Competing for a chance of winning a bull riding world championship in 2012, Wyoming Insurance Commissioner Tom Glause’s son came out of the gate with a bull named Canadian Tuxedo spinning hard to the right. Eight seconds later, with a victory in his pocket, his son went to dismount when the bull kicked and, in turn, hyperextended Seth’s arm. Over the next two years, Glause’s son had four separate surgeries -- but none of them took place in Wyoming, in part because of health care access challenges in the state.
Speaking as a witness at a U.S. Senate subcommittee roundtable on rural health held Tuesday by U.S. Senator Mike Enzi, R-Wyo., Glause told this story as example of the issues facing health care delivery and health insurance in rural or frontier states like Wyoming.
Enzi organized the roundtable to examine what drives health care costs in rural states and how we can create more value for patients.
“It struck me that as we explore health care costs in more depth, we should also take a serious look at health care in rural America to understand the unique challenges that rural patients and providers face —how those challenges can affect the cost of care and learn more about how our current policies are working and where they might be improved,” Enzi said.
According to Glause, rural areas have a host of unique challenges, including fewer medical providers and a shortage of health care professionals across the board, more burdensome transportation needs to reach or deliver medical services and fewer insurance companies competing to offer plans. He also said there are even potential privacy concerns acting as a barrier to health care access because rural residents are more likely to have close personal relationships with providers or health facility workers and may thus avoid care for certain conditions that they are not ready for their friends to know about.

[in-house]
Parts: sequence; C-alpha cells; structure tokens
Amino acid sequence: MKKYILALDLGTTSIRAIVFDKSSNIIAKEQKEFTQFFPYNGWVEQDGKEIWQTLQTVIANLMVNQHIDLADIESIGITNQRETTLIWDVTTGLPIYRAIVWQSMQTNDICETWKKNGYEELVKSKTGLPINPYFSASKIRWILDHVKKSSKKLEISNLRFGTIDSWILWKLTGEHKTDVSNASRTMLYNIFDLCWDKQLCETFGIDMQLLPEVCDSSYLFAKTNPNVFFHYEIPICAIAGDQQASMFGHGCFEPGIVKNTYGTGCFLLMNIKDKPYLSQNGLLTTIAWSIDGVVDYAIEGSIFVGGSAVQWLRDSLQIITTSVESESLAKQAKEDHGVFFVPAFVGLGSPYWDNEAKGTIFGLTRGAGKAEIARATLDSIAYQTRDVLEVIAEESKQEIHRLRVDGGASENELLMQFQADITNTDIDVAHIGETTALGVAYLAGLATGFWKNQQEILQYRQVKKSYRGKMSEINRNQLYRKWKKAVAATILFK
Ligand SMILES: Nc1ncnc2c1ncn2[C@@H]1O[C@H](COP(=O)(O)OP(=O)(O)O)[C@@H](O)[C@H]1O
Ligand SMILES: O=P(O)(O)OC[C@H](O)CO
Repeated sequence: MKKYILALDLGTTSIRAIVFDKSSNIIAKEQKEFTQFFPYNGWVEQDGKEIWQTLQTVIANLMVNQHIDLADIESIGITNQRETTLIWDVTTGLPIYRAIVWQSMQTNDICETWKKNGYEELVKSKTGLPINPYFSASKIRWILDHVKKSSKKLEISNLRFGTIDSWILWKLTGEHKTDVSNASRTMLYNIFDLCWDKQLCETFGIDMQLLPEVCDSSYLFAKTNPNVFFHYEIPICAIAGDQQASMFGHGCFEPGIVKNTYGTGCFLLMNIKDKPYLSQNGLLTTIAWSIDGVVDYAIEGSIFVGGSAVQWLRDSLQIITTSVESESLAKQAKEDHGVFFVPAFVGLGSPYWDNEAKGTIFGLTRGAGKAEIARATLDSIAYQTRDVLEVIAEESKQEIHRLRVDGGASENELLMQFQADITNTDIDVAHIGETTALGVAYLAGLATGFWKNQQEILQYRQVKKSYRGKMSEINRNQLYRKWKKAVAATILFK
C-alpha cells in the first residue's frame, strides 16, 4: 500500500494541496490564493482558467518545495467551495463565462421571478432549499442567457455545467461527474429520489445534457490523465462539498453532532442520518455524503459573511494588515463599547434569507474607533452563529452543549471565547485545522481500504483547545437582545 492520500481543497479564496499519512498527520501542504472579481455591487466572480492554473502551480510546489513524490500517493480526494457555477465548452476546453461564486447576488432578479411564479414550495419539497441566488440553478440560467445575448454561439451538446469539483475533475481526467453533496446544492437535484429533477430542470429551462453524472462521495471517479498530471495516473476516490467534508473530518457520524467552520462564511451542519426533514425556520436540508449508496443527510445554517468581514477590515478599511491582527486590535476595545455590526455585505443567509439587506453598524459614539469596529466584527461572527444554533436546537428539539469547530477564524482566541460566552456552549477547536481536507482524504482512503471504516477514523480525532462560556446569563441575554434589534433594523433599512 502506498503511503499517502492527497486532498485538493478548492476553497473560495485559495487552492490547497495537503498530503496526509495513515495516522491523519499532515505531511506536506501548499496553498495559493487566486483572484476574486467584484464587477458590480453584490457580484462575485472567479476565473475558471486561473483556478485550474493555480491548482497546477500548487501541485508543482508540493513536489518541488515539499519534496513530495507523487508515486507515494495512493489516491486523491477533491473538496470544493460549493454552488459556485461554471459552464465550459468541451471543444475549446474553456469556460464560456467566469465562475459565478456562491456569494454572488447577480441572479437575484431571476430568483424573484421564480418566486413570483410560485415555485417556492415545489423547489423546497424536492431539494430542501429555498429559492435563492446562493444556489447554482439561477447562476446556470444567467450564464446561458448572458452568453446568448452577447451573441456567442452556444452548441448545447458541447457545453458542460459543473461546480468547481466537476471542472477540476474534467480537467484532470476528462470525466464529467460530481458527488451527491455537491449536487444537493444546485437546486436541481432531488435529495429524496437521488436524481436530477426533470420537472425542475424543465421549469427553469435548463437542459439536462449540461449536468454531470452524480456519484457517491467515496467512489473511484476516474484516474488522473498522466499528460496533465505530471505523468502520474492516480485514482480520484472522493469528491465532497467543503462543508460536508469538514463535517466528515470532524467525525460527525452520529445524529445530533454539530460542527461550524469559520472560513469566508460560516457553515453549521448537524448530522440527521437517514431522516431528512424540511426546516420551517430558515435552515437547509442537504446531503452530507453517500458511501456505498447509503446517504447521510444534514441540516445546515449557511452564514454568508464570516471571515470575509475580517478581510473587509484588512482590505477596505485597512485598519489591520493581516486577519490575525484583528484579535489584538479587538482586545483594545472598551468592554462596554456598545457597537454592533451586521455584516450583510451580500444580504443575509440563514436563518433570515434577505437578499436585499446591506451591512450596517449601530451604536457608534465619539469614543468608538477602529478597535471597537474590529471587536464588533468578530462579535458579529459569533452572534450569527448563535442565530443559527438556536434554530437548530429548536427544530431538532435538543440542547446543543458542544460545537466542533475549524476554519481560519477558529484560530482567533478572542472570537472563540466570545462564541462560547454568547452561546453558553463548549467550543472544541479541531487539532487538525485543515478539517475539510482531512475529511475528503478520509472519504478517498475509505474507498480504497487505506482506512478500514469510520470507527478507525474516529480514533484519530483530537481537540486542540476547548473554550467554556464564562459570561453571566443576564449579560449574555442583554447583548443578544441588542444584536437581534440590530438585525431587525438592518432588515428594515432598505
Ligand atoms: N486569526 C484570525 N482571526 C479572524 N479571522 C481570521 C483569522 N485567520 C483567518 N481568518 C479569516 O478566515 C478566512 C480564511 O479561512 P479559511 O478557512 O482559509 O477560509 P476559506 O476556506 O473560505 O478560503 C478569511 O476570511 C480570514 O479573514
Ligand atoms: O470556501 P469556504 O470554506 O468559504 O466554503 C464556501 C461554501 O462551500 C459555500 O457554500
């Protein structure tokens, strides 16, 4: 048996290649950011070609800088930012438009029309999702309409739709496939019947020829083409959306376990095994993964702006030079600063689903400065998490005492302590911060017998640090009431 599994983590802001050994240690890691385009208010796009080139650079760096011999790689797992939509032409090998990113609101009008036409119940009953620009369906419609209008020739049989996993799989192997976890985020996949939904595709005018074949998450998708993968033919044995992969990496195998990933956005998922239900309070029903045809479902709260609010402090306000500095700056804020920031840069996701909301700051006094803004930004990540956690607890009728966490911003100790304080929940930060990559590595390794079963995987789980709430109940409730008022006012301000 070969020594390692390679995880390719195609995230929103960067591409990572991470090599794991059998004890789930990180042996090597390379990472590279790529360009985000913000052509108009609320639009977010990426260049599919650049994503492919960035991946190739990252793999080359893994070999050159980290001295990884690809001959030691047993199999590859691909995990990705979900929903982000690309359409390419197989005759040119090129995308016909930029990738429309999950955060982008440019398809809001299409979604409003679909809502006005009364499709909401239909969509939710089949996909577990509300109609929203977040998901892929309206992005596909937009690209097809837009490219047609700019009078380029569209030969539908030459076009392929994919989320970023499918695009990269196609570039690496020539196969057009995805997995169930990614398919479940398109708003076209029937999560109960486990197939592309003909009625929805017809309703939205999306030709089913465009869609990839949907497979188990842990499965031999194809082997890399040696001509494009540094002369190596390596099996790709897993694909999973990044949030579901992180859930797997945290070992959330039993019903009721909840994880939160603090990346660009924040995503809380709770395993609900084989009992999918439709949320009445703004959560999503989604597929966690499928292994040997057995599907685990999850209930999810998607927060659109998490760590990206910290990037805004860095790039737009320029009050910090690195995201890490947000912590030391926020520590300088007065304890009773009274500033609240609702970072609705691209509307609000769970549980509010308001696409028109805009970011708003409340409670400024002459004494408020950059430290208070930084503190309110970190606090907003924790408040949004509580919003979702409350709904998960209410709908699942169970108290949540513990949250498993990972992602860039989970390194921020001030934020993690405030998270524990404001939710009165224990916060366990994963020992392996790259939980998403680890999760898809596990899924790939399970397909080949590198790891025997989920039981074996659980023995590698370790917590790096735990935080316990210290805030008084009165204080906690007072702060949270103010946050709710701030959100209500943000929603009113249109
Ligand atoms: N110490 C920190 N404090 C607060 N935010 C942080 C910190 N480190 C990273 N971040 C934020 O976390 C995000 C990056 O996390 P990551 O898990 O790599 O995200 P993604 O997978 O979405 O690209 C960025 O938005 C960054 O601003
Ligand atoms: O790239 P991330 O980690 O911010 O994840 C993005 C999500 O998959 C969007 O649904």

Health care consumers don’t always have a “shop local” attitude when it comes to health care. About 70 percent of Wyoming’s population lives within 70 miles of a state border and larger urban centers with medical care. Glause said that many folks leave the state to obtain health care, which increases the challenges the state already faces.
“All of these rural population factors affect the people of Wyoming,” Glause said. “As a result, Wyoming’s insurance rates are generally regarded as the second highest in the nation. Wyoming is truly the land of wide open spaces, but that claim comes with a price.”
Some of the possible solutions listed by Glause and other witnesses at the hearing included price transparency for drugs and medical procedures, expanding telemedicine and allowing it to work across state lines and creating more competition in the rural markets at the provider and insurance level.
“The people in Wyoming and all of rural America deserve quality, affordable and accessible health care,” Glause said.
Video and testimony for the roundtable witnesses can be found here.